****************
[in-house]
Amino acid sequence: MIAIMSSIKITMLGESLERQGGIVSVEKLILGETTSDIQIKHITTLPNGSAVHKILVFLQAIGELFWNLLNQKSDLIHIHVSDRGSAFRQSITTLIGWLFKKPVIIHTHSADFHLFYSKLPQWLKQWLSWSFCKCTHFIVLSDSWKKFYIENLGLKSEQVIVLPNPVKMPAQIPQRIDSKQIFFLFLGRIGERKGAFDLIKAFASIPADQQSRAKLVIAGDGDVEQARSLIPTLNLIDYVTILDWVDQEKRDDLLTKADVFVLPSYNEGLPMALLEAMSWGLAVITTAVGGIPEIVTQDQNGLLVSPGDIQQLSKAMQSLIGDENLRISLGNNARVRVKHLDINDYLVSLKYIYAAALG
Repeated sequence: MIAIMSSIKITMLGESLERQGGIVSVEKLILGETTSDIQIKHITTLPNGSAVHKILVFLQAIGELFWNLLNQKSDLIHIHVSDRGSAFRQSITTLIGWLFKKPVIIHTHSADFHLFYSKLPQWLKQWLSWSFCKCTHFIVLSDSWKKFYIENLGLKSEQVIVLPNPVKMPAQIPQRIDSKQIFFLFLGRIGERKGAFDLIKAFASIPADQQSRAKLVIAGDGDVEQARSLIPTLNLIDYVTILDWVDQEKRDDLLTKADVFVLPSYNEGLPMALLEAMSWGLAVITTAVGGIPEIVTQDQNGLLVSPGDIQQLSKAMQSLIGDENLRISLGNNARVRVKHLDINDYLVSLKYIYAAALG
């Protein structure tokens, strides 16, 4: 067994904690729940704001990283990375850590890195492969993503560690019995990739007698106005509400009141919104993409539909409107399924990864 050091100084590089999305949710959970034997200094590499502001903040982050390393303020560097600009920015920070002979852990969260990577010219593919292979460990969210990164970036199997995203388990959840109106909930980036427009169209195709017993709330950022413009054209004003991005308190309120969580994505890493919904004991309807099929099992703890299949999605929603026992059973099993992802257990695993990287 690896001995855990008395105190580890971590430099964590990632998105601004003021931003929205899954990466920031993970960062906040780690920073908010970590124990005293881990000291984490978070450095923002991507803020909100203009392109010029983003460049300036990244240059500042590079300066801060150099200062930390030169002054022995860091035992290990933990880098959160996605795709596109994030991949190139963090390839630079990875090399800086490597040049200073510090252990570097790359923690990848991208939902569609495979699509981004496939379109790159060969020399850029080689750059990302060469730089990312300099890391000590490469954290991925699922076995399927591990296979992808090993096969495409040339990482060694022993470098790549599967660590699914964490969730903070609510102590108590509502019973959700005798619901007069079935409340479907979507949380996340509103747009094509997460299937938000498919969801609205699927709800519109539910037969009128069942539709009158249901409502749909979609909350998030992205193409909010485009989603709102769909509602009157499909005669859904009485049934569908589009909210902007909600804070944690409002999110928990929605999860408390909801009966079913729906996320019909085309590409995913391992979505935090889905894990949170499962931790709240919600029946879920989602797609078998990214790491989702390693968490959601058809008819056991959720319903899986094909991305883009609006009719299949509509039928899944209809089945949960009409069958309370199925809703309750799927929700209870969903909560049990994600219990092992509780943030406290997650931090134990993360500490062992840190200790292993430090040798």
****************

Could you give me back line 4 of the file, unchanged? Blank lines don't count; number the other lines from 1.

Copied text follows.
């Protein structure tokens, strides 16, 4: 067994904690729940704001990283990375850590890195492969993503560690019995990739007698106005509400009141919104993409539909409107399924990864 050091100084590089999305949710959970034997200094590499502001903040982050390393303020560097600009920015920070002979852990969260990577010219593919292979460990969210990164970036199997995203388990959840109106909930980036427009169209195709017993709330950022413009054209004003991005308190309120969580994505890493919904004991309807099929099992703890299949999605929603026992059973099993992802257990695993990287 690896001995855990008395105190580890971590430099964590990632998105601004003021931003929205899954990466920031993970960062906040780690920073908010970590124990005293881990000291984490978070450095923002991507803020909100203009392109010029983003460049300036990244240059500042590079300066801060150099200062930390030169002054022995860091035992290990933990880098959160996605795709596109994030991949190139963090390839630079990875090399800086490597040049200073510090252990570097790359923690990848991208939902569609495979699509981004496939379109790159060969020399850029080689750059990302060469730089990312300099890391000590490469954290991925699922076995399927591990296979992808090993096969495409040339990482060694022993470098790549599967660590699914964490969730903070609510102590108590509502019973959700005798619901007069079935409340479907979507949380996340509103747009094509997460299937938000498919969801609205699927709800519109539910037969009128069942539709009158249901409502749909979609909350998030992205193409909010485009989603709102769909509602009157499909005669859904009485049934569908589009909210902007909600804070944690409002999110928990929605999860408390909801009966079913729906996320019909085309590409995913391992979505935090889905894990949170499962931790709240919600029946879920989602797609078998990214790491989702390693968490959601058809008819056991959720319903899986094909991305883009609006009719299949509509039928899944209809089945949960009409069958309370199925809703309750799927929700209870969903909560049990994600219990092992509780943030406290997650931090134990993360500490062992840190200790292993430090040798």